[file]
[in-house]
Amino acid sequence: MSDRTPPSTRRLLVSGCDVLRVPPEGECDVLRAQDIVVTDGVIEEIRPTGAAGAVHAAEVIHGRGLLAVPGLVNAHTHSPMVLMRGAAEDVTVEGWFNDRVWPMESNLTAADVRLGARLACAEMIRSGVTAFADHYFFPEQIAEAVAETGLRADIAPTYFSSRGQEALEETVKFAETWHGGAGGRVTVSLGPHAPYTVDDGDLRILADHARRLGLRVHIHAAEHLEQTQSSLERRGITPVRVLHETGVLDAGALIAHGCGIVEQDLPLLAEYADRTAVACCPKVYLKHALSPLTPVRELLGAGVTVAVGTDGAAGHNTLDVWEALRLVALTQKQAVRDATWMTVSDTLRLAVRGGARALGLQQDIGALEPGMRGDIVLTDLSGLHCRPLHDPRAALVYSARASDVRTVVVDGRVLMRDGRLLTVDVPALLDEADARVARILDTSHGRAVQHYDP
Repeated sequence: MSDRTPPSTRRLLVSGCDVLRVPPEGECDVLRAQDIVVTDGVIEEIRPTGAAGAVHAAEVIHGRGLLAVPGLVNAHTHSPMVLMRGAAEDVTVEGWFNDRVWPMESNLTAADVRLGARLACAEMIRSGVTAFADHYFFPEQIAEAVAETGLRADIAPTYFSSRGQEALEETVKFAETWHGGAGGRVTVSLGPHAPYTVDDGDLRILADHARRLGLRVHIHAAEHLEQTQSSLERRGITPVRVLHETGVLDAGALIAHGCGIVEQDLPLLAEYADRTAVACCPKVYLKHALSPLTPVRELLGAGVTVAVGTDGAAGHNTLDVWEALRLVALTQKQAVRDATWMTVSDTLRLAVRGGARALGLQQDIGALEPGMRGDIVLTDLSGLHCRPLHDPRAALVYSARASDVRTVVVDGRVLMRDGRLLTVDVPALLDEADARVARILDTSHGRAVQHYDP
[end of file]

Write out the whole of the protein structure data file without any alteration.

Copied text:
[in-house]
Amino acid sequence: MSDRTPPSTRRLLVSGCDVLRVPPEGECDVLRAQDIVVTDGVIEEIRPTGAAGAVHAAEVIHGRGLLAVPGLVNAHTHSPMVLMRGAAEDVTVEGWFNDRVWPMESNLTAADVRLGARLACAEMIRSGVTAFADHYFFPEQIAEAVAETGLRADIAPTYFSSRGQEALEETVKFAETWHGGAGGRVTVSLGPHAPYTVDDGDLRILADHARRLGLRVHIHAAEHLEQTQSSLERRGITPVRVLHETGVLDAGALIAHGCGIVEQDLPLLAEYADRTAVACCPKVYLKHALSPLTPVRELLGAGVTVAVGTDGAAGHNTLDVWEALRLVALTQKQAVRDATWMTVSDTLRLAVRGGARALGLQQDIGALEPGMRGDIVLTDLSGLHCRPLHDPRAALVYSARASDVRTVVVDGRVLMRDGRLLTVDVPALLDEADARVARILDTSHGRAVQHYDP
Repeated sequence: MSDRTPPSTRRLLVSGCDVLRVPPEGECDVLRAQDIVVTDGVIEEIRPTGAAGAVHAAEVIHGRGLLAVPGLVNAHTHSPMVLMRGAAEDVTVEGWFNDRVWPMESNLTAADVRLGARLACAEMIRSGVTAFADHYFFPEQIAEAVAETGLRADIAPTYFSSRGQEALEETVKFAETWHGGAGGRVTVSLGPHAPYTVDDGDLRILADHARRLGLRVHIHAAEHLEQTQSSLERRGITPVRVLHETGVLDAGALIAHGCGIVEQDLPLLAEYADRTAVACCPKVYLKHALSPLTPVRELLGAGVTVAVGTDGAAGHNTLDVWEALRLVALTQKQAVRDATWMTVSDTLRLAVRGGARALGLQQDIGALEPGMRGDIVLTDLSGLHCRPLHDPRAALVYSARASDVRTVVVDGRVLMRDGRLLTVDVPALLDEADARVARILDTSHGRAVQHYDP